Tag Archives: DOE

Queens’ Morning


| ctumola@queenscourier.com

TODAY’S FORECAST

Thursday: Partly cloudy in the morning, then clear. High of 43. Winds from the NNW at 5 to 10 mph shifting to the West in the afternoon. Thursday night: Partly cloudy. Low of 37. Winds from the SW at 5 to 10 mph.

EVENT OF THE DAY: Much Ado About Nothing

On opening night of Much Ado About Nothing at The Secret Theatre in LIC, patrons receive chocolates, a rose and two glasses of pink bubbly in a two-for-$30 deal. Show runs from February 14 to March 2. Click here for more info or to submit an event of your own

Bloomberg to propose more electric  car parking, Styrofoam ban

On the eve of his State of the City address, Mayor Michael Bloomberg had a new ban in store, as well as a parking proposal that might drive some New Yorkers crazy. Read more: CBS New York

NYS audit finds MTA is sitting on $90M

A New York State audit finds that the MTA overlooked over $90 million sitting in various bank accounts. Read more: Fox New York

Queens officials request meeting with FAA to discuss noise created by new flight patterns

Queens elected officials are urging the FAA to redesign flight patterns to curb aircraft noise around its two airports. Read more: New York Daily News

Rebuilt Rockaway beaches need more than a big dose of sand, locals say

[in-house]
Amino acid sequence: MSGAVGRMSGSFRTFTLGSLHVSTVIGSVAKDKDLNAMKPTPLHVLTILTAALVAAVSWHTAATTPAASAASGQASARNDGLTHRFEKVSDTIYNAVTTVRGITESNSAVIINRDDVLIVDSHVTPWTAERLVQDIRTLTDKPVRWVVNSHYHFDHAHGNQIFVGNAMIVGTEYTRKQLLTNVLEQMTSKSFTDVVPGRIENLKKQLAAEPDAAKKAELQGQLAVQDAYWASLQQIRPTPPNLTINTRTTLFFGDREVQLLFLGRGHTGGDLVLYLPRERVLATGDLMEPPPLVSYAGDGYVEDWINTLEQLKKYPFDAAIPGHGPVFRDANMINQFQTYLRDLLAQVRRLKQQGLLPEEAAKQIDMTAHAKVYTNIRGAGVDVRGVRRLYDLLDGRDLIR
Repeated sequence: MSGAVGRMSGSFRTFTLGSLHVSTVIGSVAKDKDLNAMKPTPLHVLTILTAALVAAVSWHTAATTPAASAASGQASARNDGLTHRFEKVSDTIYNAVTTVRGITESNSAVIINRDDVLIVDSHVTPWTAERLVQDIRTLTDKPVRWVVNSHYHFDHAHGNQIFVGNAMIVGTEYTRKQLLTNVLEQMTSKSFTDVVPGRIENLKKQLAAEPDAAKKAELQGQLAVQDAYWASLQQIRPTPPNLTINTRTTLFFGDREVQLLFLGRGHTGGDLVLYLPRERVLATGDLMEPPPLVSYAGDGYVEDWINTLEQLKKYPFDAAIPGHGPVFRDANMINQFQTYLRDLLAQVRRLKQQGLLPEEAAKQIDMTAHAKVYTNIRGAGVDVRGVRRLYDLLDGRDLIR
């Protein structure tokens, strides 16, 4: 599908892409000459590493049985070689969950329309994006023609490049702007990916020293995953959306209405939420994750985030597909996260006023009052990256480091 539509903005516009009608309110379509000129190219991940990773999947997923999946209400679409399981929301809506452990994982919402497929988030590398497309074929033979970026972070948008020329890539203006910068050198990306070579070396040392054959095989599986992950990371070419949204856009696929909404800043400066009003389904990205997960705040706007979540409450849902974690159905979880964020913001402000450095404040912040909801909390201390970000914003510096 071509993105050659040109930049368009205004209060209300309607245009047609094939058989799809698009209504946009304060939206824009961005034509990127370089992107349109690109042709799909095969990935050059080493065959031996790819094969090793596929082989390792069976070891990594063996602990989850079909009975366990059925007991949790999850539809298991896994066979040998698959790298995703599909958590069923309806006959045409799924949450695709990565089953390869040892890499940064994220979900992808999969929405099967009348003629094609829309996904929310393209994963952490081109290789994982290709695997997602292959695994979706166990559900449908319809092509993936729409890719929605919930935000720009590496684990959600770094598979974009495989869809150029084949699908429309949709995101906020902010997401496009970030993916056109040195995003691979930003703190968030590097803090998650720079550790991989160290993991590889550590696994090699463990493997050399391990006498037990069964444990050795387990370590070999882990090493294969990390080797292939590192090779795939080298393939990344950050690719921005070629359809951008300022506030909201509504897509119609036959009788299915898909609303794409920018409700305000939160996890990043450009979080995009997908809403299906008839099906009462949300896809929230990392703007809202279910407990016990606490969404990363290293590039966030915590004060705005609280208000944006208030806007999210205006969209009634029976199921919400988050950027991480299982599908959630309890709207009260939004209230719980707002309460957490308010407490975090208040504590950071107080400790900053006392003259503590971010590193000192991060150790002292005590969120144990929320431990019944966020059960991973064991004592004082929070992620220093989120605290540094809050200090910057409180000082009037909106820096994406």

There’s a whole lot of sand coming to storm-ravaged Rockaway Beach this year, but locals are worried it’s not enough to stave off another attack from Mother Nature. Read more: New York Daily News

DOE to allow students to transfer out of public schools getting phased out

Department Of Education officials announced Wednesday that they will allow families to transfer their children out of 61 public schools deemed by city officials to be failing. Read more: NY1

American Airlines, US Airways announce $11 billion merger

American Airlines and US Airways say they’re merging in a deal they value at $11 billion, creating the world’s biggest airline. Read more: ABC New York

 

Bus companies bid for routes as drivers continue to strike


| aaltman@queenscourier.com

File photo

The first major bid for bus routes in more than 33 years garnered 67 requests from bus companies, clamoring for over 1,100 routes, according to the Department of Education (DOE).